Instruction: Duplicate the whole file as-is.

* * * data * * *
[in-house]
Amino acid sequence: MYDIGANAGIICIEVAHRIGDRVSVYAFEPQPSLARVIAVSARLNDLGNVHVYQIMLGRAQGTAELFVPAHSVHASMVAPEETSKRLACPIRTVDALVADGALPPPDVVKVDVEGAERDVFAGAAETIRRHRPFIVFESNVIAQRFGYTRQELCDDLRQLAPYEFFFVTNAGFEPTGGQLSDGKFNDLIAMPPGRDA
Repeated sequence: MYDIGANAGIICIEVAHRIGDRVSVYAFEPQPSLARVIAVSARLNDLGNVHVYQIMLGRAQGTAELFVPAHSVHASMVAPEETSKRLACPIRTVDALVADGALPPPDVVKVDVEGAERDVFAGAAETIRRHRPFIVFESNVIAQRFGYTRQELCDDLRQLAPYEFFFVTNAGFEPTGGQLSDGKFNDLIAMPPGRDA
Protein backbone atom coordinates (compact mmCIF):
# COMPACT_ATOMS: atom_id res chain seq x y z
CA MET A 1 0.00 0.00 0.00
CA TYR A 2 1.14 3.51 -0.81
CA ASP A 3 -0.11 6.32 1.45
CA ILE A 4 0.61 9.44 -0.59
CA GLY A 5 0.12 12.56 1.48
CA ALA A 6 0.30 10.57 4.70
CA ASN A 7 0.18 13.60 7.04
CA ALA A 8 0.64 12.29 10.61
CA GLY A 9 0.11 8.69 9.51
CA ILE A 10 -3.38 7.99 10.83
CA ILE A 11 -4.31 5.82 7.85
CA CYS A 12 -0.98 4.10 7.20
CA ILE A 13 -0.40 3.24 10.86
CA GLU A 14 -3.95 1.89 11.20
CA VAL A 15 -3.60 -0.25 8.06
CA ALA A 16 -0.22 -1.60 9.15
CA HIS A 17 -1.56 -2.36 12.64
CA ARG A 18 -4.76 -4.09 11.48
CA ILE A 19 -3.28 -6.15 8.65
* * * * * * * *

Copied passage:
[in-house]
Amino acid sequence: MYDIGANAGIICIEVAHRIGDRVSVYAFEPQPSLARVIAVSARLNDLGNVHVYQIMLGRAQGTAELFVPAHSVHASMVAPEETSKRLACPIRTVDALVADGALPPPDVVKVDVEGAERDVFAGAAETIRRHRPFIVFESNVIAQRFGYTRQELCDDLRQLAPYEFFFVTNAGFEPTGGQLSDGKFNDLIAMPPGRDA
Repeated sequence: MYDIGANAGIICIEVAHRIGDRVSVYAFEPQPSLARVIAVSARLNDLGNVHVYQIMLGRAQGTAELFVPAHSVHASMVAPEETSKRLACPIRTVDALVADGALPPPDVVKVDVEGAERDVFAGAAETIRRHRPFIVFESNVIAQRFGYTRQELCDDLRQLAPYEFFFVTNAGFEPTGGQLSDGKFNDLIAMPPGRDA
Protein backbone atom coordinates (compact mmCIF):
# COMPACT_ATOMS: atom_id res chain seq x y z
CA MET A 1 0.00 0.00 0.00
CA TYR A 2 1.14 3.51 -0.81
CA ASP A 3 -0.11 6.32 1.45
CA ILE A 4 0.61 9.44 -0.59
CA GLY A 5 0.12 12.56 1.48
CA ALA A 6 0.30 10.57 4.70
CA ASN A 7 0.18 13.60 7.04
CA ALA A 8 0.64 12.29 10.61
CA GLY A 9 0.11 8.69 9.51
CA ILE A 10 -3.38 7.99 10.83
CA ILE A 11 -4.31 5.82 7.85
CA CYS A 12 -0.98 4.10 7.20
CA ILE A 13 -0.40 3.24 10.86
CA GLU A 14 -3.95 1.89 11.20
CA VAL A 15 -3.60 -0.25 8.06
CA ALA A 16 -0.22 -1.60 9.15
CA HIS A 17 -1.56 -2.36 12.64
CA ARG A 18 -4.76 -4.09 11.48
CA ILE A 19 -3.28 -6.15 8.65